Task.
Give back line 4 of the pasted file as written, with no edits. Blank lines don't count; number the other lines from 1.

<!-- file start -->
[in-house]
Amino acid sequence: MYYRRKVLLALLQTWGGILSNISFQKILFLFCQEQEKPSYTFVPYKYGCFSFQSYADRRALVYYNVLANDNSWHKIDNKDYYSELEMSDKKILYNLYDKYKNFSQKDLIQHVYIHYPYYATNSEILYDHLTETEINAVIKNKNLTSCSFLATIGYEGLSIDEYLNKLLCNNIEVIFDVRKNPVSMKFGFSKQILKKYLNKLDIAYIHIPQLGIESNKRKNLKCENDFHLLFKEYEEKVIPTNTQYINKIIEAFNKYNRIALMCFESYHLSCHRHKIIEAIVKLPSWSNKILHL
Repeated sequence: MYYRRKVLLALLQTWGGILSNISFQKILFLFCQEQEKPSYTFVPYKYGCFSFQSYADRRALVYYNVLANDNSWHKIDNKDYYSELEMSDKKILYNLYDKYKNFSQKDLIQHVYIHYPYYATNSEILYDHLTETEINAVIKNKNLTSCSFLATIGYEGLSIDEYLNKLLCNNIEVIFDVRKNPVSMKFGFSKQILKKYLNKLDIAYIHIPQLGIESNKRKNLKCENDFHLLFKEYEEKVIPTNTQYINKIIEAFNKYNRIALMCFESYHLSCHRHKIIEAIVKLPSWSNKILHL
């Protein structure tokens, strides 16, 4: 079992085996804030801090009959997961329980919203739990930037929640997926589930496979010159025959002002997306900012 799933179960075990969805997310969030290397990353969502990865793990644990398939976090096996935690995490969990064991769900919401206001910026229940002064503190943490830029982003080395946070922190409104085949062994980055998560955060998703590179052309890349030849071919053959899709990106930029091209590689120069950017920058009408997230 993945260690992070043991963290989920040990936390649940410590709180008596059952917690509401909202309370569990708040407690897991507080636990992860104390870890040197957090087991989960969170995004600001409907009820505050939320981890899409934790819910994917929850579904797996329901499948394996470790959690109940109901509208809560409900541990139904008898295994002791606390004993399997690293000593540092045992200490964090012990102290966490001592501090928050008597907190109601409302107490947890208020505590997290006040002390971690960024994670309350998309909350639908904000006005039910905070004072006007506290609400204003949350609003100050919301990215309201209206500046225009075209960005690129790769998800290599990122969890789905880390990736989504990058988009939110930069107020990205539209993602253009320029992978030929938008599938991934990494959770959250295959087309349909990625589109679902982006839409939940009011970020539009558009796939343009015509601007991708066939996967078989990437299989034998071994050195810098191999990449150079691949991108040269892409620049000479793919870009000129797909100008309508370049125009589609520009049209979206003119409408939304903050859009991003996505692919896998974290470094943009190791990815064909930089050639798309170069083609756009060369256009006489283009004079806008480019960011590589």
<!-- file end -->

């Protein structure tokens, strides 16, 4: 079992085996804030801090009959997961329980919203739990930037929640997926589930496979010159025959002002997306900012 799933179960075990969805997310969030290397990353969502990865793990644990398939976090096996935690995490969990064991769900919401206001910026229940002064503190943490830029982003080395946070922190409104085949062994980055998560955060998703590179052309890349030849071919053959899709990106930029091209590689120069950017920058009408997230 993945260690992070043991963290989920040990936390649940410590709180008596059952917690509401909202309370569990708040407690897991507080636990992860104390870890040197957090087991989960969170995004600001409907009820505050939320981890899409934790819910994917929850579904797996329901499948394996470790959690109940109901509208809560409900541990139904008898295994002791606390004993399997690293000593540092045992200490964090012990102290966490001592501090928050008597907190109601409302107490947890208020505590997290006040002390971690960024994670309350998309909350639908904000006005039910905070004072006007506290609400204003949350609003100050919301990215309201209206500046225009075209960005690129790769998800290599990122969890789905880390990736989504990058988009939110930069107020990205539209993602253009320029992978030929938008599938991934990494959770959250295959087309349909990625589109679902982006839409939940009011970020539009558009796939343009015509601007991708066939996967078989990437299989034998071994050195810098191999990449150079691949991108040269892409620049000479793919870009000129797909100008309508370049125009589609520009049209979206003119409408939304903050859009991003996505692919896998974290470094943009190791990815064909930089050639798309170069083609756009060369256009006489283009004079806008480019960011590589």